News World Negotiators discuss Israel truce

Negotiators discuss Israel truce

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Hamas negotiators have met with the Islamic militant group’s leadership in Qatar to discuss a proposal for a long-term truce with Israel, with an official saying the group was inclined to accept the Egyptian-mediated offer.

Israel and Hamas are observing a five-day temporary ceasefire in an attempt to allow indirect talks in Cairo to continue.

The Friday negotiations are meant to secure a substantive end to the month-long Gaza war and draw up a roadmap for the coastal territory, which has been hard-hit in the fighting.

Hamas is demanding the lifting of the blockade Israel and Egypt imposed after the militant group seized power in Gaza in 2007.

The proposal is believed to include the lifting of some restrictions, with Western-backed Palestinian President Mahmoud Abbas’ forces assuming responsibility for border crossings under new arrangements with Egypt.

Israeli officials have said little about the negotiations, saying only that the country’s security needs must be met.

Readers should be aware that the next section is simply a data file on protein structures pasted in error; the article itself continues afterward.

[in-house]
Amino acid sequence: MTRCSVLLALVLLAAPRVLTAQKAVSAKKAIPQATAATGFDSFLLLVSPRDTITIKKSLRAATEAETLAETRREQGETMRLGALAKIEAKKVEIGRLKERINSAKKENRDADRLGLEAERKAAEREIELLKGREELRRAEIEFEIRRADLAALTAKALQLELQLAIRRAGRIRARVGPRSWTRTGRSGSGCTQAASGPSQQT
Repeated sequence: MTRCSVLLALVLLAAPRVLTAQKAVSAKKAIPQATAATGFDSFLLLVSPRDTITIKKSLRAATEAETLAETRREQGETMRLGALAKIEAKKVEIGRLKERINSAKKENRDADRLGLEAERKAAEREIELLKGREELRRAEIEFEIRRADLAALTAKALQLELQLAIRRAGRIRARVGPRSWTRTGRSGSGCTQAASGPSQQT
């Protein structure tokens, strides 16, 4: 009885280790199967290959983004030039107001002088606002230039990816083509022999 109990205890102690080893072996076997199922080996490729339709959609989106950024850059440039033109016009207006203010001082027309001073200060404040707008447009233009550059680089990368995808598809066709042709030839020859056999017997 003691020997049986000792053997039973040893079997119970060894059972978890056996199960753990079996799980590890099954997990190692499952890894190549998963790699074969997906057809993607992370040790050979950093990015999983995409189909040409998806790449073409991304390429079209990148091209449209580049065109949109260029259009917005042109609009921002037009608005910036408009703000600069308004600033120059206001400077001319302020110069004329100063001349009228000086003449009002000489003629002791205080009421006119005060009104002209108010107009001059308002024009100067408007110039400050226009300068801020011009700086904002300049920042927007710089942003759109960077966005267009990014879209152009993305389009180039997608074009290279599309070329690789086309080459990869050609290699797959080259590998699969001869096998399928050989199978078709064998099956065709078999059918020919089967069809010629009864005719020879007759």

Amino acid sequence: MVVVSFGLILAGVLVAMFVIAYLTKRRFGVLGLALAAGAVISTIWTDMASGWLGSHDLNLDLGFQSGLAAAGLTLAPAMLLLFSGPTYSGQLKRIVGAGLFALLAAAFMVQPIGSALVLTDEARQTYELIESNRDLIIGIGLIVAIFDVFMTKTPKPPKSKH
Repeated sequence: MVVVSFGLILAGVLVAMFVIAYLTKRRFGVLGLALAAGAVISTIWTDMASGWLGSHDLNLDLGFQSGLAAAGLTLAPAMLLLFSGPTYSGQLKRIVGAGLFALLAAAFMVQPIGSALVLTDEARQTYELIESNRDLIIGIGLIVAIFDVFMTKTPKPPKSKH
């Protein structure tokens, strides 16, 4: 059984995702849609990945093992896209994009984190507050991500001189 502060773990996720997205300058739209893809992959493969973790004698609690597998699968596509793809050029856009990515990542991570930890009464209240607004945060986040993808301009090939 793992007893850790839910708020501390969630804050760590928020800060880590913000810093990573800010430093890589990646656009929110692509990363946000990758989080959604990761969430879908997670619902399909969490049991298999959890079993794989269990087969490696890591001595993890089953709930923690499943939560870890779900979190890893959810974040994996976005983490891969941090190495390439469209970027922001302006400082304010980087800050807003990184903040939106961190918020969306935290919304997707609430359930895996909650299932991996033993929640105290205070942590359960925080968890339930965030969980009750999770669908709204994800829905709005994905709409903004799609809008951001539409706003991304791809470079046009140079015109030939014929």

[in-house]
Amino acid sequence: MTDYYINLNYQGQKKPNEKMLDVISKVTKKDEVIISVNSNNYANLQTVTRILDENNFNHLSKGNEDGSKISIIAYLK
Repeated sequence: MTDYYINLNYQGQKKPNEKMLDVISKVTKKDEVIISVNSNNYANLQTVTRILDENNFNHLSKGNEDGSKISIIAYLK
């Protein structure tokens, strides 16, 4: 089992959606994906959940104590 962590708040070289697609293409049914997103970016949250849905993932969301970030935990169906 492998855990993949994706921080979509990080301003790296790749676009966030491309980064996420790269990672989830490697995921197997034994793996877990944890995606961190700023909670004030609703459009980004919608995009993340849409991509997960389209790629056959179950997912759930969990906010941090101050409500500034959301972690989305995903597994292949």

Representatives of Palestinian factions in Cairo said progress was being made.

A Hamas official said his group had all but accepted the offer and was currently finalising the wording.

“The proposed agreement states in many places that lifting the blockade will come through measures and mechanisms agreed upon between Israel and the Palestinian Authority,” the official, speaking on the condition of anonymity due to the ongoing negotiations, said.

“This means Israel will always have the upper hand, and might return the situation on the crossings back to the way it used to be before the war.”

He said the emerging deal would end hostilities and answer some immediate Hamas needs, including providing materials for reconstruction.

The Gaza blockade remains the main stumbling block.

It has greatly limited the movement of Palestinians in and out of the territory of 1.8 million people, restricted the flow of goods into Gaza and blocked virtually all exports.

Israel says the closure is necessary to prevent arms smuggling, and officials are reluctant to make any concessions that would allow Hamas to declare victory.

Israel, meanwhile, has demanded that Hamas be disarmed, or at the very least be prevented from re-arming, a term that is a virtual non-starter for the militant group.